role in detecting and localizing different types of fault
transients. Each mother function has its own features
depending on the application requirements. The proposed
technique is depending on detecting and analyzing low
amplitude, short duration, fast decaying high frequency
current signals. In this study, Daubechies wavelets (D4) is
chosen since it is effective for the detecting fast and short
transient disturbances [13].
III.The Proposed Algorithm
In the proposed technique, the wavelet transform is firstly
applied to decompose the three phase current signals into a
series of detailed wavelet components, each of which is a
time domain signal that covers a specific frequency band,
hence the time and frequency domains features of the
transient signals are extracted.
Wavelet analysis involves selection of an appropriate
wavelet function called "mother wavelet". The choice of
mother wavelet plays a significant role in detecting and
localizing different types of fault transients. Each mother
function has its feasibility depending on the application
requirements. In this study we are interested in detecting
and analyzing low amplitude, short duration, fast decaying
and oscillating type of high frequency current signals. One
of the most popular mother wavelets suitable for such
applications is the daubichies's wavelet. In this paper, D4
wavelet is used for the analysis of the current waveforms.
For each cycle, the detail signals dl and d2 of each of the
threephase currents are calculated. The sensitive fault
detection parameter used in this work, SDF is a moving
average filter for the summation of the squared of dl and d2
of the three phase currents. Involving only two levels details
ensures less computational burden and fast speed. This
parameter is calculated as follows:
SFD p (k) = SFD p (k 1)+ i///(A)i d p 2 (kn),
!j=1
f!=l
pe(a.b.c)
(3)
where n is the number of samples in the window, h
is the suffix for the detail order (1 or 2 ) and p = (a, b, c) are
suffixes used for phases.
A fault is detected if the value of SFD exceeds a
threshold setting (equal to 300 in this study). This threshold
is selected according to the detail values in normal and fault
operations. The previouslymentioned limitations for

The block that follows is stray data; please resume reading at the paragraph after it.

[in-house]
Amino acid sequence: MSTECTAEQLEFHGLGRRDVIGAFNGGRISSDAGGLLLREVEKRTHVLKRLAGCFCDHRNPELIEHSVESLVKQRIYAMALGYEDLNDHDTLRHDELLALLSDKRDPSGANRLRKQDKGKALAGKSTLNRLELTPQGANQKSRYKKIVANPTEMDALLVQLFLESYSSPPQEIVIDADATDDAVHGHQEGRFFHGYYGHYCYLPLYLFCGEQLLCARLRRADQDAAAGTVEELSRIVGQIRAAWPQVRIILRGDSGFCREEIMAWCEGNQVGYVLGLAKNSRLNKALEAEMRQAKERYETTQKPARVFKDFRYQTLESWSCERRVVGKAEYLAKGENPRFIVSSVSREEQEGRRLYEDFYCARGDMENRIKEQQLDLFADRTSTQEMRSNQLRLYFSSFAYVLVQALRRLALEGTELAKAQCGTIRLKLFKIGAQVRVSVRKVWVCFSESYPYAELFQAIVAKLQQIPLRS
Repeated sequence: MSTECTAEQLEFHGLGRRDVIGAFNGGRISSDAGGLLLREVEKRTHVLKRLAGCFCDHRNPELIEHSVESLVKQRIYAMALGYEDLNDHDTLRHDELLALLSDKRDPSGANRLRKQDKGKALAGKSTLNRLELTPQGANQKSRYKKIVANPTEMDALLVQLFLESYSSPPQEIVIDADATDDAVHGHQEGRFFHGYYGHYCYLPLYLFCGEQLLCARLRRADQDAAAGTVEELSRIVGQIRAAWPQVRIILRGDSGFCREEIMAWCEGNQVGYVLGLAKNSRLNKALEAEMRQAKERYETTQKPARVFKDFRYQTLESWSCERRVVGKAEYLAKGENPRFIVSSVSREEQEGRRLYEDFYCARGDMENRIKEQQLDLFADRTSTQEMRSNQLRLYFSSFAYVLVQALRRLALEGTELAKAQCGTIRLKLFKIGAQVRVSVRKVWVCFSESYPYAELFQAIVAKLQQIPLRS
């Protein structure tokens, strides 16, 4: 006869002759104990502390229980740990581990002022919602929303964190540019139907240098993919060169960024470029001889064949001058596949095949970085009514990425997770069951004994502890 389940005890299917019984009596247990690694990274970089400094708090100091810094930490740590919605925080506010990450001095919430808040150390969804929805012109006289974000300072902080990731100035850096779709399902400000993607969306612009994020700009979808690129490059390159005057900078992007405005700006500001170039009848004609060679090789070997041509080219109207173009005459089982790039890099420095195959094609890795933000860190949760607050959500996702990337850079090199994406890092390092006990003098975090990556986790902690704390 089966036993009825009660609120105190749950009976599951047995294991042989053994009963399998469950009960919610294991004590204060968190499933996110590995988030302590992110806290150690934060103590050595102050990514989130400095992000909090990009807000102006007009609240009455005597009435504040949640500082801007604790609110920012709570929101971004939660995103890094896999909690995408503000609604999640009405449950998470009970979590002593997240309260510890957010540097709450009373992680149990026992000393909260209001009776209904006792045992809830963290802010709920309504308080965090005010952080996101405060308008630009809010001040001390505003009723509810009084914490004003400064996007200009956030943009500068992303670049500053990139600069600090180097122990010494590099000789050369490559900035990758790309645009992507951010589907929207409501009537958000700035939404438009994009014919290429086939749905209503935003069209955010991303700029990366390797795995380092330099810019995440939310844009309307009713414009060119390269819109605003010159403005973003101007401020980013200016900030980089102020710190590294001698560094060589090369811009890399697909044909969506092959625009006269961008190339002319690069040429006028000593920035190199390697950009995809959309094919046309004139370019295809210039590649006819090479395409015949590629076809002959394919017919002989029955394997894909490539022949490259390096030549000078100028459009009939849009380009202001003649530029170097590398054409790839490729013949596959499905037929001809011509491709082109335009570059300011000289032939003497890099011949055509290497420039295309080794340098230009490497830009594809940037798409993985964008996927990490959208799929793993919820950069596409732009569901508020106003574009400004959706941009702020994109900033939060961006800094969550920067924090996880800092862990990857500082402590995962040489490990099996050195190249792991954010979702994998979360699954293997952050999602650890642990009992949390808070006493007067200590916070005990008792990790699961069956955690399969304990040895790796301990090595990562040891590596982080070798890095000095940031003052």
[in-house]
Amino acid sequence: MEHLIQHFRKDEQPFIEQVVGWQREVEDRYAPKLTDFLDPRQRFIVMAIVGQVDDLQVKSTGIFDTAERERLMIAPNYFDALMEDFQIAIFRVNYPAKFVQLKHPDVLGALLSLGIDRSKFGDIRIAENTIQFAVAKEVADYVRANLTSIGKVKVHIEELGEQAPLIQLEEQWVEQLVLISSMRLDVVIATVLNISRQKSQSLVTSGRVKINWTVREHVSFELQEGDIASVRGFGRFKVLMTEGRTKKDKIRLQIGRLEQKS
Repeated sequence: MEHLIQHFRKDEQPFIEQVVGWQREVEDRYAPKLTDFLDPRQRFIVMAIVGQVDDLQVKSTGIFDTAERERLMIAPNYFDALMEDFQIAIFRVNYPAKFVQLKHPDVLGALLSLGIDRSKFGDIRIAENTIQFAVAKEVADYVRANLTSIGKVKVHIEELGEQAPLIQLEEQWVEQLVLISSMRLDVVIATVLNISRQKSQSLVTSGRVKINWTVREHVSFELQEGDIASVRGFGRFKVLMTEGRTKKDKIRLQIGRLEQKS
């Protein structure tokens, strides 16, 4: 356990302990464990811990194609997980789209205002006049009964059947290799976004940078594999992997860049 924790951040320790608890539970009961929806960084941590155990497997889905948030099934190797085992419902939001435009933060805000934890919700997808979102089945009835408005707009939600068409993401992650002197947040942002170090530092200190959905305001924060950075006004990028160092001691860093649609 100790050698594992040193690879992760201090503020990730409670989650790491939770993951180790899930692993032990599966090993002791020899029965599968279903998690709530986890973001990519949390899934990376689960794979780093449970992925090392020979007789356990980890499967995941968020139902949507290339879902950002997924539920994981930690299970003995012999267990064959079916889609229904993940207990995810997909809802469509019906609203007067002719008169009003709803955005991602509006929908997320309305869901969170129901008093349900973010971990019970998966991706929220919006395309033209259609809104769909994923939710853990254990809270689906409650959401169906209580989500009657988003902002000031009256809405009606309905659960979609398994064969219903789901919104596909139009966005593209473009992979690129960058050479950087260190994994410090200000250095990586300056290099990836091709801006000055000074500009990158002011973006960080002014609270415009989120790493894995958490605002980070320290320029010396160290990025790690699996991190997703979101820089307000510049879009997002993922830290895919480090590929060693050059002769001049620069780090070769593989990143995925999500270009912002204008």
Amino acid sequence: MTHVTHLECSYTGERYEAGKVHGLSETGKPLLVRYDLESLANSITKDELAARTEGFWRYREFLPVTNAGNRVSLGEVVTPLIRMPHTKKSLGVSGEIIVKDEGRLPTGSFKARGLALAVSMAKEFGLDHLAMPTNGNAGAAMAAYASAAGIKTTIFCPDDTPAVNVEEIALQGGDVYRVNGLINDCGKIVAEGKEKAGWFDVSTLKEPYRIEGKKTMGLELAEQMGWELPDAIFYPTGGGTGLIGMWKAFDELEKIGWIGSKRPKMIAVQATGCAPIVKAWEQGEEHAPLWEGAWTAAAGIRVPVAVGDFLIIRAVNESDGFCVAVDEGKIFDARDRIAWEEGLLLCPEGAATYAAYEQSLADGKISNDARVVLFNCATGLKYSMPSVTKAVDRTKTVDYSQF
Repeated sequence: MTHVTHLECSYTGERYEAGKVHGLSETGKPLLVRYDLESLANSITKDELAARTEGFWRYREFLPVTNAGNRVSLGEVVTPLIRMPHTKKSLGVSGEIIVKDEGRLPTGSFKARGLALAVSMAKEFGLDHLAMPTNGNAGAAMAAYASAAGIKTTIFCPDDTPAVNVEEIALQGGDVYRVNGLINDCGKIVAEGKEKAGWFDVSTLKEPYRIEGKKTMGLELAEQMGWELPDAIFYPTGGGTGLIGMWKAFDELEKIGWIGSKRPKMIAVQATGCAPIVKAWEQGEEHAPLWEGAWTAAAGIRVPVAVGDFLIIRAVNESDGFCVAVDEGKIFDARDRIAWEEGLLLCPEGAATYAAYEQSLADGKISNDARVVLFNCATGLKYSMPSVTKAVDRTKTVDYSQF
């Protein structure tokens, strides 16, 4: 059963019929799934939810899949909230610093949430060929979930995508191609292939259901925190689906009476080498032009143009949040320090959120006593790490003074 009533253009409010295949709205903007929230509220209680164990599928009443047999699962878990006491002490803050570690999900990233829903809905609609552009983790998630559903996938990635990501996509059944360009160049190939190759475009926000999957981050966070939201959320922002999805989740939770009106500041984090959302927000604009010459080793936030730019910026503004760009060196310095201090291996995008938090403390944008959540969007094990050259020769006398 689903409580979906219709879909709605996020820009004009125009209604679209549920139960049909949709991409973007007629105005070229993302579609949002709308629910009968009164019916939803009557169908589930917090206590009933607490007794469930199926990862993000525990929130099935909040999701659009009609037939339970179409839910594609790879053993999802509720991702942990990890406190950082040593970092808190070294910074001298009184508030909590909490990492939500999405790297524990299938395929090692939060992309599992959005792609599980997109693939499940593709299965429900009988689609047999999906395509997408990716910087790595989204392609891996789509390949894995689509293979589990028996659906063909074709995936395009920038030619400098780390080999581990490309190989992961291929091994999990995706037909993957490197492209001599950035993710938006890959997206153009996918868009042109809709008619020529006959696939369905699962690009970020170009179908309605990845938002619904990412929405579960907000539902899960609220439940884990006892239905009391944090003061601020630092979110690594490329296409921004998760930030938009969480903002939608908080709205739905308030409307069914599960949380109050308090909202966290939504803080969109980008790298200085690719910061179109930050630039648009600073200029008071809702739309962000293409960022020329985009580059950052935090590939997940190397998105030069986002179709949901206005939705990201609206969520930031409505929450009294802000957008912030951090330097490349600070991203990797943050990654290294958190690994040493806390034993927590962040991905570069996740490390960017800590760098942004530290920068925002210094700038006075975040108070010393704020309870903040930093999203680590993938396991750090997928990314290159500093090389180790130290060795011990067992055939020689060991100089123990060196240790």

applying wavelet in distribution networks are reduced in the
© 2011 ACEEE
DOI: Ol.IJCom.02.01.180
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iVACEEE
ACEEE Int. J. on Communication, Vol. 02, No. 01, Mar 2011
proposed technique for the two following reasons:
The proposed technique concentrates on the noise
frequency of the signal not on the noise amplitude. The
proposed technique uses the parameter SFD over one cycle
of the current signal which is very sensitive to any small
changes in the current signal since it uses the squared of the
first and second details of the decomposed signals.
IV.MODELING OF POWER SYSTEM
The power system under study was modeled using the
Matlab power system toolbox. Simulations for fault analysis
are carried out on the low voltage side of a 66/11 KV
transformer connected to two 20 kmfeeders. The 20 km
overhead feeder is modeled using the distributed parameters.
A sampling rate of 20 kHz is used, which covers the range
of frequencies from 10 kHz to DC. To prove the sensitivity
of the proposed technique, all the simulation studies are done
with fault current magnitudes lower than the typical
overcurrent relay settings. Some fault cases are carried out
with a fault current lower than the normal load current. Only
the three phase current signals are used in order to avoid
adding extra components (voltage transformers) to the typical
existing protection system in distribution networks.
V. Simulation Results
Intensive simulations for a large number of case
studies were carried out, taking into consideration different
normal and abnormal conditions. The simulation study using